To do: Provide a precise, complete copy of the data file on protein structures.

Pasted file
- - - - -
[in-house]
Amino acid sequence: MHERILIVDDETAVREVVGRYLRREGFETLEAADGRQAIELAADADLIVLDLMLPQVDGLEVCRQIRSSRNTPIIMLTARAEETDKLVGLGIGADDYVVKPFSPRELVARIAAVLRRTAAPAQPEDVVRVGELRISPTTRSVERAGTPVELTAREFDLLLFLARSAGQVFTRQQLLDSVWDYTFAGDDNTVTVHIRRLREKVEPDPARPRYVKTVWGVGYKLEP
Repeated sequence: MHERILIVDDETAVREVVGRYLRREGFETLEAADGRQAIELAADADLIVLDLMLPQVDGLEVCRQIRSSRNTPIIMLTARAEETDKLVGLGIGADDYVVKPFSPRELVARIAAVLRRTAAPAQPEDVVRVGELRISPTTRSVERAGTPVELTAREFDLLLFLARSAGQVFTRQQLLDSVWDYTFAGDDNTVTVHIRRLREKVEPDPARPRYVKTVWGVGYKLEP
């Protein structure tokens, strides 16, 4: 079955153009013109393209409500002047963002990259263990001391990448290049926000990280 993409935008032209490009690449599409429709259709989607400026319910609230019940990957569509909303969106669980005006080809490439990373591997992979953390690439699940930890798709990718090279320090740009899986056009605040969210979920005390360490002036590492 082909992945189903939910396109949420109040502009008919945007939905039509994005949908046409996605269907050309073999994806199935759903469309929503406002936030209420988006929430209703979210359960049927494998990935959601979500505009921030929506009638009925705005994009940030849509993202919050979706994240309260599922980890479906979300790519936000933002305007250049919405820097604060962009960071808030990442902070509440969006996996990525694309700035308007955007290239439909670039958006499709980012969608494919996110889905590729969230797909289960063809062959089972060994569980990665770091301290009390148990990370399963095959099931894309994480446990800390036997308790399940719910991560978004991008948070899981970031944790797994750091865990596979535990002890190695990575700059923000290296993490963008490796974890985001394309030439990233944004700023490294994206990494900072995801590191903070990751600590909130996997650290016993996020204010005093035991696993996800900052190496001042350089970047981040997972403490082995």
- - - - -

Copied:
[in-house]
Amino acid sequence: MHERILIVDDETAVREVVGRYLRREGFETLEAADGRQAIELAADADLIVLDLMLPQVDGLEVCRQIRSSRNTPIIMLTARAEETDKLVGLGIGADDYVVKPFSPRELVARIAAVLRRTAAPAQPEDVVRVGELRISPTTRSVERAGTPVELTAREFDLLLFLARSAGQVFTRQQLLDSVWDYTFAGDDNTVTVHIRRLREKVEPDPARPRYVKTVWGVGYKLEP
Repeated sequence: MHERILIVDDETAVREVVGRYLRREGFETLEAADGRQAIELAADADLIVLDLMLPQVDGLEVCRQIRSSRNTPIIMLTARAEETDKLVGLGIGADDYVVKPFSPRELVARIAAVLRRTAAPAQPEDVVRVGELRISPTTRSVERAGTPVELTAREFDLLLFLARSAGQVFTRQQLLDSVWDYTFAGDDNTVTVHIRRLREKVEPDPARPRYVKTVWGVGYKLEP
């Protein structure tokens, strides 16, 4: 079955153009013109393209409500002047963002990259263990001391990448290049926000990280 993409935008032209490009690449599409429709259709989607400026319910609230019940990957569509909303969106669980005006080809490439990373591997992979953390690439699940930890798709990718090279320090740009899986056009605040969210979920005390360490002036590492 082909992945189903939910396109949420109040502009008919945007939905039509994005949908046409996605269907050309073999994806199935759903469309929503406002936030209420988006929430209703979210359960049927494998990935959601979500505009921030929506009638009925705005994009940030849509993202919050979706994240309260599922980890479906979300790519936000933002305007250049919405820097604060962009960071808030990442902070509440969006996996990525694309700035308007955007290239439909670039958006499709980012969608494919996110889905590729969230797909289960063809062959089972060994569980990665770091301290009390148990990370399963095959099931894309994480446990800390036997308790399940719910991560978004991008948070899981970031944790797994750091865990596979535990002890190695990575700059923000290296993490963008490796974890985001394309030439990233944004700023490294994206990494900072995801590191903070990751600590909130996997650290016993996020204010005093035991696993996800900052190496001042350089970047981040997972403490082995």